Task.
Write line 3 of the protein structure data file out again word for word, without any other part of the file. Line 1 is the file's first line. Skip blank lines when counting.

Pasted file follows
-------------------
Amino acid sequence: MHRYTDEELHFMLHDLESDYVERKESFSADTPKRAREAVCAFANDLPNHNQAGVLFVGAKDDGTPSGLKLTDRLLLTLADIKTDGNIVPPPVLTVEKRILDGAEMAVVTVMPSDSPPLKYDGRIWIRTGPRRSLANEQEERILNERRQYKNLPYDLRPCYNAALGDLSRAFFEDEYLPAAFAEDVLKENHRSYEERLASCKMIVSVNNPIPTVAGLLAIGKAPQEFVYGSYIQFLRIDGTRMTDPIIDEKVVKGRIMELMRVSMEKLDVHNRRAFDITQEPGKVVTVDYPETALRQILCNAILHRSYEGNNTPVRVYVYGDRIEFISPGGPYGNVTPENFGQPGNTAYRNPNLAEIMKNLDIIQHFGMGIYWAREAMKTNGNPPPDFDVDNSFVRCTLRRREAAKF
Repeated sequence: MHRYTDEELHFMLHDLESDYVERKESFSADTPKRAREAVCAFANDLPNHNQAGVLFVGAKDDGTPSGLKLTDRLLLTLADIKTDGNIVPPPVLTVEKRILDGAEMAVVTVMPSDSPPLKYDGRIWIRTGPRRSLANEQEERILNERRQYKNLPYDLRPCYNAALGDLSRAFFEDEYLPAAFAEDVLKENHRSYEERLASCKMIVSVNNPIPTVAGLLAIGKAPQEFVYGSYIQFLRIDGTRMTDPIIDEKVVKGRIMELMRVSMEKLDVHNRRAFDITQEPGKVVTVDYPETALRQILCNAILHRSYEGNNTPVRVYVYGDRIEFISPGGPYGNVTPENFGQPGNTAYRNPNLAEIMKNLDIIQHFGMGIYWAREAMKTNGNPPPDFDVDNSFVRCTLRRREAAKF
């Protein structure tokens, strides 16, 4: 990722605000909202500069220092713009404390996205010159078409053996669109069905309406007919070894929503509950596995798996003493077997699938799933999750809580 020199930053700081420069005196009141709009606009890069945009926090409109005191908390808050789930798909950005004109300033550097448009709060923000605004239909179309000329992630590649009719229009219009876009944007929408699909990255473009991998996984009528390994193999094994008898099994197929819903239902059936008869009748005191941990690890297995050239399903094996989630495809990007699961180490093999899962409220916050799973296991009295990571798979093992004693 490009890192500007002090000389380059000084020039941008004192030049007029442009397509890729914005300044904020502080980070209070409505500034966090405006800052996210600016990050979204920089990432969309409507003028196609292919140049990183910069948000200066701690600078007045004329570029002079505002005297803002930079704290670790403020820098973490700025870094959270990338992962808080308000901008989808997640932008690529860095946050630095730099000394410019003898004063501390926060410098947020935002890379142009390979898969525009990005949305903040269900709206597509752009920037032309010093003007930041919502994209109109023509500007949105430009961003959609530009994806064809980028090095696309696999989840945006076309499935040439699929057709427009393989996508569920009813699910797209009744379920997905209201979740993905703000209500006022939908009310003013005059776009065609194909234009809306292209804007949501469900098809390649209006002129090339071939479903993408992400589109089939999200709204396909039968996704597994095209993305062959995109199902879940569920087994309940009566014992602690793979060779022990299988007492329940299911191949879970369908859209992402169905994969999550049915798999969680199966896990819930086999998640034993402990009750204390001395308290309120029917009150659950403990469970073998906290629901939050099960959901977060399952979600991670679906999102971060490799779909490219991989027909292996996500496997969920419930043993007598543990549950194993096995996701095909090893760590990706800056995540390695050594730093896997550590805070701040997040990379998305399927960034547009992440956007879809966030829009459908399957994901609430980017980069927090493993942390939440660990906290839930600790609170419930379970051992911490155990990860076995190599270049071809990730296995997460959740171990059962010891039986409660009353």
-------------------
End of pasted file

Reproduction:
């Protein structure tokens, strides 16, 4: 990722605000909202500069220092713009404390996205010159078409053996669109069905309406007919070894929503509950596995798996003493077997699938799933999750809580 020199930053700081420069005196009141709009606009890069945009926090409109005191908390808050789930798909950005004109300033550097448009709060923000605004239909179309000329992630590649009719229009219009876009944007929408699909990255473009991998996984009528390994193999094994008898099994197929819903239902059936008869009748005191941990690890297995050239399903094996989630495809990007699961180490093999899962409220916050799973296991009295990571798979093992004693 490009890192500007002090000389380059000084020039941008004192030049007029442009397509890729914005300044904020502080980070209070409505500034966090405006800052996210600016990050979204920089990432969309409507003028196609292919140049990183910069948000200066701690600078007045004329570029002079505002005297803002930079704290670790403020820098973490700025870094959270990338992962808080308000901008989808997640932008690529860095946050630095730099000394410019003898004063501390926060410098947020935002890379142009390979898969525009990005949305903040269900709206597509752009920037032309010093003007930041919502994209109109023509500007949105430009961003959609530009994806064809980028090095696309696999989840945006076309499935040439699929057709427009393989996508569920009813699910797209009744379920997905209201979740993905703000209500006022939908009310003013005059776009065609194909234009809306292209804007949501469900098809390649209006002129090339071939479903993408992400589109089939999200709204396909039968996704597994095209993305062959995109199902879940569920087994309940009566014992602690793979060779022990299988007492329940299911191949879970369908859209992402169905994969999550049915798999969680199966896990819930086999998640034993402990009750204390001395308290309120029917009150659950403990469970073998906290629901939050099960959901977060399952979600991670679906999102971060490799779909490219991989027909292996996500496997969920419930043993007598543990549950194993096995996701095909090893760590990706800056995540390695050594730093896997550590805070701040997040990379998305399927960034547009992440956007879809966030829009459908399957994901609430980017980069927090493993942390939440660990906290839930600790609170419930379970051992911490155990990860076995190599270049071809990730296995997460959740171990059962010891039986409660009353």